I enjoyed delivering the last Simplify Stats course for 2021 – *Intro to Stats, without the maths*. This course has a few fixed examples and exercises (some edible!) that we can all relate to, but the real value is the opportunity for participants to drive the discussion and topics covered.

The stats that come up for discussion each time are different, and this time there was interest in weather. Perhaps because of the number of rainy days lately?! Do you know what the forecast numbers and terminology used by the Bureau of Meteorology (BOM) mean?

The ‘chance of any rain’ always refers to the probability of more than 0.2 mm of rain, which is the minimum amount that can be accurately measured. The lower number in the ‘possible rainfall’ indicates a 50% chance of at least that amount of rain, and the higher value indicates a 25% chance of at least that amount of rain.

Here’s today’s forecast for Sydney: There’s an 80% chance of at least 0.2 mm of rain from midnight to midnight, a 50% chance of at least 3mm of rain, and a 25% chance of at least 8mm of rain.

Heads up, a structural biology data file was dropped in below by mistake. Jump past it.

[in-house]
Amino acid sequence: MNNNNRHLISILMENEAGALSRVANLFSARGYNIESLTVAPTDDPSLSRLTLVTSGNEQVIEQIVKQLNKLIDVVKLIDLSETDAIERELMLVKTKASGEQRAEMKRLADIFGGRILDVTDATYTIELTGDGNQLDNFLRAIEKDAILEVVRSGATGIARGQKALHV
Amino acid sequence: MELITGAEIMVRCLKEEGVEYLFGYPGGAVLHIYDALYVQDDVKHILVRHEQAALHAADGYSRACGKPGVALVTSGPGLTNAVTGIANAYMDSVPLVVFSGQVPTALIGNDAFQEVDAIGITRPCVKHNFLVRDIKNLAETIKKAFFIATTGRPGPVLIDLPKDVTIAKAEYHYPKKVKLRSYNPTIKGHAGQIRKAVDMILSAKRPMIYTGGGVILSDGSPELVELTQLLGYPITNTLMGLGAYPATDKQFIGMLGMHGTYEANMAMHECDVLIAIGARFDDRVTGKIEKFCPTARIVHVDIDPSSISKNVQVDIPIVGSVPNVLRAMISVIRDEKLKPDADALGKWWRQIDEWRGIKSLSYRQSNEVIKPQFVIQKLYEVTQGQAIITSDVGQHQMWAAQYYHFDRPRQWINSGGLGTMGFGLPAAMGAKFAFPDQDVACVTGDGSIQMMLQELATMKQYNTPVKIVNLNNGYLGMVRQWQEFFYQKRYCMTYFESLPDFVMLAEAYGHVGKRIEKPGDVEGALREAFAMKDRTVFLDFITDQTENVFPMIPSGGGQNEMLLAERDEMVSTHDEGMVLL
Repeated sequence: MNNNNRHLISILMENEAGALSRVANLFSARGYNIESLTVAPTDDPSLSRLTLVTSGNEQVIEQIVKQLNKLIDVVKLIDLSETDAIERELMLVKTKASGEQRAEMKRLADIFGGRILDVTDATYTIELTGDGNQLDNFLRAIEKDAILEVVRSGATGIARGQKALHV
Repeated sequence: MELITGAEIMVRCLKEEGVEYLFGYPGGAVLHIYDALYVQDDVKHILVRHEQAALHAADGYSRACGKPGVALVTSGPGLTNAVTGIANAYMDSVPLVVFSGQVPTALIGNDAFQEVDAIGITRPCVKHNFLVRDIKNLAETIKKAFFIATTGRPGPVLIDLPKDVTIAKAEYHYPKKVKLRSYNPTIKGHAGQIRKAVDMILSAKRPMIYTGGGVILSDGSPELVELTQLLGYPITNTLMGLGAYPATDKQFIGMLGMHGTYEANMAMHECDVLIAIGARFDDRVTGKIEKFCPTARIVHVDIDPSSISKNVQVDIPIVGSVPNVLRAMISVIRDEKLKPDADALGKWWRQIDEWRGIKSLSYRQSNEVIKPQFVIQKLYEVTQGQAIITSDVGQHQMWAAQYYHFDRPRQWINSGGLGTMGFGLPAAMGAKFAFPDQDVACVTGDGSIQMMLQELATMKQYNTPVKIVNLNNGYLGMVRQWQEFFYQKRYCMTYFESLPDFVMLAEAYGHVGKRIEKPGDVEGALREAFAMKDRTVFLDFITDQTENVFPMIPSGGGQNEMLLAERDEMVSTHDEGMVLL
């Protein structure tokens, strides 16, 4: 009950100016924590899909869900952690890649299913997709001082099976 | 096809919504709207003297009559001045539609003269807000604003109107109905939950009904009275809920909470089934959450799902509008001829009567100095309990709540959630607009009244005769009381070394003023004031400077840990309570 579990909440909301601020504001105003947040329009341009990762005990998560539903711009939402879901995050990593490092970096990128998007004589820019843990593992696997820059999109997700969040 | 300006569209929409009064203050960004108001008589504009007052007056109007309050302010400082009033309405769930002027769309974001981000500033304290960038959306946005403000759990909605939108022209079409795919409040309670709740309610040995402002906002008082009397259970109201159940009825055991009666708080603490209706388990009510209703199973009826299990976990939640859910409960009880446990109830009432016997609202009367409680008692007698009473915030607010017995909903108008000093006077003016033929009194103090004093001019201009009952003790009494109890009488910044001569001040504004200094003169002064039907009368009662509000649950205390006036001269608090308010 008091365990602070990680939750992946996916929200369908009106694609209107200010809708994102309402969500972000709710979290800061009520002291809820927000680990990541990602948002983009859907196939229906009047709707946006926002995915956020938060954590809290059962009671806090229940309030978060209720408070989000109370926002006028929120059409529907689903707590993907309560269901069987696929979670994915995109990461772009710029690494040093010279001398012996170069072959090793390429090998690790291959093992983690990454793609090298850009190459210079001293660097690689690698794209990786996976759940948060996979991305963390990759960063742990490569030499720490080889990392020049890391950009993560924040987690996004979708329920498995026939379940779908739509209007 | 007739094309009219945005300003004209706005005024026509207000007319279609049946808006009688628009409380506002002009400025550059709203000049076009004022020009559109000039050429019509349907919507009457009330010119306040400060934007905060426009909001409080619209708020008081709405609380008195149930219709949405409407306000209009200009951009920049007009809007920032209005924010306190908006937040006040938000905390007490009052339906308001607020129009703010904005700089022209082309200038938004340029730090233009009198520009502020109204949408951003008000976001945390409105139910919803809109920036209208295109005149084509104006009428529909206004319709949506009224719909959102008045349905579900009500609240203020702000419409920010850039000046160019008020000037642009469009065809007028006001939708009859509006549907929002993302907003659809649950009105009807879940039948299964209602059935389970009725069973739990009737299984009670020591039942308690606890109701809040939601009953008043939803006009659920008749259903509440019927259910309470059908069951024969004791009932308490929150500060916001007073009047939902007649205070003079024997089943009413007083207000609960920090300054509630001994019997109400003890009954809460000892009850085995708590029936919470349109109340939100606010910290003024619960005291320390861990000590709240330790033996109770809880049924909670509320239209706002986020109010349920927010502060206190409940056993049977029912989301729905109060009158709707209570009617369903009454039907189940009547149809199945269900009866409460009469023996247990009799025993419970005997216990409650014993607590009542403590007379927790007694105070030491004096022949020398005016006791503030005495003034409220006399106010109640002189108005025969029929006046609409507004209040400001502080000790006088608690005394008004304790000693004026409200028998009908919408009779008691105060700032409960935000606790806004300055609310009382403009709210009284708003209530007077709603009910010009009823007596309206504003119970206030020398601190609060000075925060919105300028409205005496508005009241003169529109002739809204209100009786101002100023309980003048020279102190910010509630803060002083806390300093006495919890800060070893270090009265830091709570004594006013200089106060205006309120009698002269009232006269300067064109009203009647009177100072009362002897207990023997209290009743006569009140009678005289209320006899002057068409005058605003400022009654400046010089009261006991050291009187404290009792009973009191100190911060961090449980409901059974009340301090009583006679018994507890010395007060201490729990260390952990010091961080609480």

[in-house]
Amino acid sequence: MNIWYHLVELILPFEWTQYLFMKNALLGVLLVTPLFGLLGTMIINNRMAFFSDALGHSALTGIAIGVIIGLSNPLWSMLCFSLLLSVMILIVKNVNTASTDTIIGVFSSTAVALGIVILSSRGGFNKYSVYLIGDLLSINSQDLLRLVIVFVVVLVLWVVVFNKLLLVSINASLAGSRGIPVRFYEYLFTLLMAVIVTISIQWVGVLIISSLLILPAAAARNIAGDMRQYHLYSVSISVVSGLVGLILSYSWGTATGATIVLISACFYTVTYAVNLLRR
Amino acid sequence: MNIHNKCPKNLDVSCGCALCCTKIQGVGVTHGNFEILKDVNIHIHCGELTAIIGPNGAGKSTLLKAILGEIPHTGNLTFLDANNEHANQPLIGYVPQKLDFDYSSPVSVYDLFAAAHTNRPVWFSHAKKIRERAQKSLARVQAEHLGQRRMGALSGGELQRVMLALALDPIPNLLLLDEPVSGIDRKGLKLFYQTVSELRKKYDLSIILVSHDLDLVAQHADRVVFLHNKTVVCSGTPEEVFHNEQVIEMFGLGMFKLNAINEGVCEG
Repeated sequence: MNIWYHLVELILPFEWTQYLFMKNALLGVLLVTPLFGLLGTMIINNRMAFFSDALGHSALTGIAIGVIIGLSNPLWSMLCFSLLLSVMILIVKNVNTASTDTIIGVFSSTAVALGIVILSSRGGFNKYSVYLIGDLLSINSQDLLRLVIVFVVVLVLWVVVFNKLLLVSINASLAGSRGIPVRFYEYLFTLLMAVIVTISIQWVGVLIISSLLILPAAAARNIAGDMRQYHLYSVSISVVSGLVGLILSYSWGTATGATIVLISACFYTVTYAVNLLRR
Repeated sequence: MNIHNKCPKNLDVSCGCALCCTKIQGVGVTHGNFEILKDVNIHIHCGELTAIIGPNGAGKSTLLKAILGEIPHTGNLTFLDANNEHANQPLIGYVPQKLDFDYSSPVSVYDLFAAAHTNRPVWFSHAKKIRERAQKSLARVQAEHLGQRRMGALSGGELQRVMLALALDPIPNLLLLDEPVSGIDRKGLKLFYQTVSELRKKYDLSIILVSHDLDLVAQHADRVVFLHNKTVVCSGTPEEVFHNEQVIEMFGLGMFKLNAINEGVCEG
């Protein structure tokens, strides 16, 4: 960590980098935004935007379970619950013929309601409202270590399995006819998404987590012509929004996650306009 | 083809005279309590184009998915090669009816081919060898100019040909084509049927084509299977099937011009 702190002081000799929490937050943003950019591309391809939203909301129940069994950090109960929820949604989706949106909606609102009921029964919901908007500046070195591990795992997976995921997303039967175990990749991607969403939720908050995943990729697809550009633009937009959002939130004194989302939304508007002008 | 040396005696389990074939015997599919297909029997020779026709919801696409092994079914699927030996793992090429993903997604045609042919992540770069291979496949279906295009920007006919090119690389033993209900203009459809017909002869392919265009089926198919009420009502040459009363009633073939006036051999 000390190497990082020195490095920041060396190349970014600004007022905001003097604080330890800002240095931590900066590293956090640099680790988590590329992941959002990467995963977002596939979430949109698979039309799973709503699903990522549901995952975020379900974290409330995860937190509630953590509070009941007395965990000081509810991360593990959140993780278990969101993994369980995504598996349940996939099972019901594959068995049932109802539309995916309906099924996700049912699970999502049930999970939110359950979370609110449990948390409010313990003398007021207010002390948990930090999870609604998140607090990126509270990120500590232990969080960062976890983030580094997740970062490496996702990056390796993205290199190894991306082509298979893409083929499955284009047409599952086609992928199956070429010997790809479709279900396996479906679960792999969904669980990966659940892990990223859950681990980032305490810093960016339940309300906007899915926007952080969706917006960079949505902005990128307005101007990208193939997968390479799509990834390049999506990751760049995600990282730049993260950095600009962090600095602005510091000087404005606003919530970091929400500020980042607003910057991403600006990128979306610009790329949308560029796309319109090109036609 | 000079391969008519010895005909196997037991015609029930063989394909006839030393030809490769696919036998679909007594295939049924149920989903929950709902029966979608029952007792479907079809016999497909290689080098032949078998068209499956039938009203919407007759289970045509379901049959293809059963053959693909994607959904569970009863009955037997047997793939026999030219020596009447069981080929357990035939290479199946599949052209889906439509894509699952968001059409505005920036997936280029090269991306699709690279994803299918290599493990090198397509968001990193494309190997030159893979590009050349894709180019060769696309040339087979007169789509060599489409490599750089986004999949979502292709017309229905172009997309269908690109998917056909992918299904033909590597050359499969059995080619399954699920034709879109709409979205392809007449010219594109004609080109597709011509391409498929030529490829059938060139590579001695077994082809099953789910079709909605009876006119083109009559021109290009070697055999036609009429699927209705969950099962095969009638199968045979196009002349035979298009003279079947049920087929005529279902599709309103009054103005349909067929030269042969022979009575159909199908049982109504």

But Sydney’s a large place. Does this mean there’s a 50% chance that all of Sydney will receive at least 3 mm of rain? Digging around on the BOM website there is a glossary of terms that provide more details. Under the ‘Wet or Dry’ tab we can get a sense from the words as to the intensity, distribution, and duration of this rain.

Terms such as “isolated”, “patchy”, “scattered” and “widespread” give us an indication of how much of the area will receive the forecasted rain. For example, the term widespread showers means showers occurring extensively throughout the area – generally covering over 55% of the forecasted area. Whereas isolated showers refer to showers that are separated geographically, covering about 10 to 25% of the forecasted area.

Today’s forecast has the key words of “cloudy”, “showers” and “chance of a thunderstorm” without reference to the distribution (i.e. there is no specific term to tell us how much of Sydney will get wet). Showers in today’s forecast mean that the wet weather will come in bursts with cloudy spells in between. There’s only a slight change of a thunderstorm, so those under its path will get the higher end of the forecasted mm of rain and those who are not will enjoy a drier day. In summary, I’ve got my umbrella with me today!

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